Findings

In total, nearly four in ten workers are employed at a firm that began offering paid leave during the pandemic or expanded their existing paid leave benefits.

Thirty-seven percent (37%) of workers work at a firm that began offering paid sick leave or paid family and medical leave for the first time or expanded or enhanced those benefits since the COVID-19 pandemic began (Figure 1). This includes 31% of workers at firms that began offering or expanded paid sick leave and 17% of workers at firms that began offering or expanded paid family and medical leave. One percent (1%) of workers are employed at a firm that reduced or eliminated either of their paid leave benefits.

Looking at these changes separately, 4% of workers work at a firm that began offering paid sick leave for the first time since the COVID-19 pandemic began and 27% of workers work at a firm that expanded or enhanced their existing paid sick leave benefit. One percent (1%) of workers are employed at a firm that either reduced or eliminated their paid sick leave benefit.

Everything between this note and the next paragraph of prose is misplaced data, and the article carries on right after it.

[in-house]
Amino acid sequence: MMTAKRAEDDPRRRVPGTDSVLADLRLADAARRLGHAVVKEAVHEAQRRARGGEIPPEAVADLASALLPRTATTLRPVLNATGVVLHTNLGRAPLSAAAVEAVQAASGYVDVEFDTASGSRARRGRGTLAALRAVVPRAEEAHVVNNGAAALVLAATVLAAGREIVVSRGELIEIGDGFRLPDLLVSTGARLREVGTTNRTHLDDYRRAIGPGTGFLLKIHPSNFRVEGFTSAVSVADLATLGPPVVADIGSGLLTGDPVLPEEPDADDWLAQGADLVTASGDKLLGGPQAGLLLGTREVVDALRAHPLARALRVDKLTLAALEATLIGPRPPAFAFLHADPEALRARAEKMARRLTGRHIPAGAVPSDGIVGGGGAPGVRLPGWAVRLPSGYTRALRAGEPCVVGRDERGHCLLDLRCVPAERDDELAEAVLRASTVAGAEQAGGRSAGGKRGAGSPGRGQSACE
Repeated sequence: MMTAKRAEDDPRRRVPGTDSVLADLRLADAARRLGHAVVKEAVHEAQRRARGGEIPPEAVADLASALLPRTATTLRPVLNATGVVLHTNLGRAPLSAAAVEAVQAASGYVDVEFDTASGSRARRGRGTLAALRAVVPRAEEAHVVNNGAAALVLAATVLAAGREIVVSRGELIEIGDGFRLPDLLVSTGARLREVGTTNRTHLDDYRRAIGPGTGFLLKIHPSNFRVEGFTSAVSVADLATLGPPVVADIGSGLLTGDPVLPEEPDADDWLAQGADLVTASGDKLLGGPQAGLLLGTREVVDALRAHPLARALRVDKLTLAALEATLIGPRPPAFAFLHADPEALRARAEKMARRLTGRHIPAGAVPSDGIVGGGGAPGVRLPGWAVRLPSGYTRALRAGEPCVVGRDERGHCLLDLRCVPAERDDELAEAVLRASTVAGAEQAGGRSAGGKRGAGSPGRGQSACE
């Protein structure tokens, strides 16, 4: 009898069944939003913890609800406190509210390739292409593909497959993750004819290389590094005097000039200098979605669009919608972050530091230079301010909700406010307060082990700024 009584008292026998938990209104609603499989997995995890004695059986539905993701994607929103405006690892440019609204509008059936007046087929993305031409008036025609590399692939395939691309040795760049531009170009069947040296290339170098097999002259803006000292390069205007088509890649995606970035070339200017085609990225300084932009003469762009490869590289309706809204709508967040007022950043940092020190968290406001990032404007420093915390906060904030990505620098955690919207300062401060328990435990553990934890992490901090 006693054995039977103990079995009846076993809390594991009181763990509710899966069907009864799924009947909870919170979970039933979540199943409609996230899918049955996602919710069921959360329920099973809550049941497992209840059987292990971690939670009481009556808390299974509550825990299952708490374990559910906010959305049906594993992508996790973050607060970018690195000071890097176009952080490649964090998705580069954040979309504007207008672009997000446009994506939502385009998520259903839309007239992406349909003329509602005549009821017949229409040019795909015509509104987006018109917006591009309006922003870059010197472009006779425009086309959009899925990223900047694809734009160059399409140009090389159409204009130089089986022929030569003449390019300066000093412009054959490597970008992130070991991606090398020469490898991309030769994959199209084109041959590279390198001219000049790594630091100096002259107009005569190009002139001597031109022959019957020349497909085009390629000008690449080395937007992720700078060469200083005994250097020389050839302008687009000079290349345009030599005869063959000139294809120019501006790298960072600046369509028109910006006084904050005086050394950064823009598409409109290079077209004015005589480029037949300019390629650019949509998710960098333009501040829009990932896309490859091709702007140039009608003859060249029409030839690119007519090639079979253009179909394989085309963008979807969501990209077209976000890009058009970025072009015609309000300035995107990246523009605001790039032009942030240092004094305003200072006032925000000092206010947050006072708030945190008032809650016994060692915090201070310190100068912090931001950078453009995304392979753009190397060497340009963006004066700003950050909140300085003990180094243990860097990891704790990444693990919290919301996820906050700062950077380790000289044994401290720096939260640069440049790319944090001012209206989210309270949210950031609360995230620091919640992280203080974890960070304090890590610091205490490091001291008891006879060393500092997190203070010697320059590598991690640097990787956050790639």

Three percent (3%) of workers work at a firm that began offering paid family and medical leave for the first time since the COVID-19 pandemic began and 14% work at a firm that expanded or enhanced their existing paid family and medical leave benefit. Fewer than 1% of workers are employed at a firm that either reduced or eliminated their paid family and medical leave benefit.

These shares vary based on firm characteristics. For paid sick leave, workers at small firms (3-199 workers) are more likely than workers at large firms (200 or more workers) to work at a firm that began offering paid sick leave for the first time (6% vs. 2%) (Figure 2). Workers at large firms are more likely to be at a firm that expanded upon their existing paid sick leave benefits (31% vs. 18%). Similarly, workers at firms with few lower-wage workers3 are more likely to work at a firm that began offering paid sick leave for the first time than workers at firms with many lower-wage workers (3% vs. 7%).

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Figure 2: 3 in 10 workers work at a firm that began offering or expanded paid sick leave benefits during the COVID-19 pandemic